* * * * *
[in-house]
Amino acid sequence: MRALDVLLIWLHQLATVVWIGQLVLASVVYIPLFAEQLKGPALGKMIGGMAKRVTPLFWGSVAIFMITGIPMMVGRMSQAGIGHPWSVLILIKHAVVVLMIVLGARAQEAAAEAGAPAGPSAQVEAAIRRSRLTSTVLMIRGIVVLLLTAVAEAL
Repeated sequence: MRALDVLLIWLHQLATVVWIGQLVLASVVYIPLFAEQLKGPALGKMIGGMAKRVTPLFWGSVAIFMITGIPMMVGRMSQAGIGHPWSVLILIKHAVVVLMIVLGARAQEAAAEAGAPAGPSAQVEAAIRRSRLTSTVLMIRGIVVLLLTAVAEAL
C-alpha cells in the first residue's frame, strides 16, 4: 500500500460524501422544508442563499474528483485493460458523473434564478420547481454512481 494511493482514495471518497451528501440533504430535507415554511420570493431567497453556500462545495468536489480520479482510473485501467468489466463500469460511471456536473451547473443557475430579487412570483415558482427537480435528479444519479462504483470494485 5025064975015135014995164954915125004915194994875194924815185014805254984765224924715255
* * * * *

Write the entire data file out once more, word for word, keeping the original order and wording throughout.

[in-house]
Amino acid sequence: MRALDVLLIWLHQLATVVWIGQLVLASVVYIPLFAEQLKGPALGKMIGGMAKRVTPLFWGSVAIFMITGIPMMVGRMSQAGIGHPWSVLILIKHAVVVLMIVLGARAQEAAAEAGAPAGPSAQVEAAIRRSRLTSTVLMIRGIVVLLLTAVAEAL
Repeated sequence: MRALDVLLIWLHQLATVVWIGQLVLASVVYIPLFAEQLKGPALGKMIGGMAKRVTPLFWGSVAIFMITGIPMMVGRMSQAGIGHPWSVLILIKHAVVVLMIVLGARAQEAAAEAGAPAGPSAQVEAAIRRSRLTSTVLMIRGIVVLLLTAVAEAL
C-alpha cells in the first residue's frame, strides 16, 4: 500500500460524501422544508442563499474528483485493460458523473434564478420547481454512481 494511493482514495471518497451528501440533504430535507415554511420570493431567497453556500462545495468536489480520479482510473485501467468489466463500469460511471456536473451547473443557475430579487412570483415558482427537480435528479444519479462504483470494485 5025064975015135014995164954915125004915194994875194924815185014805254984765224924715255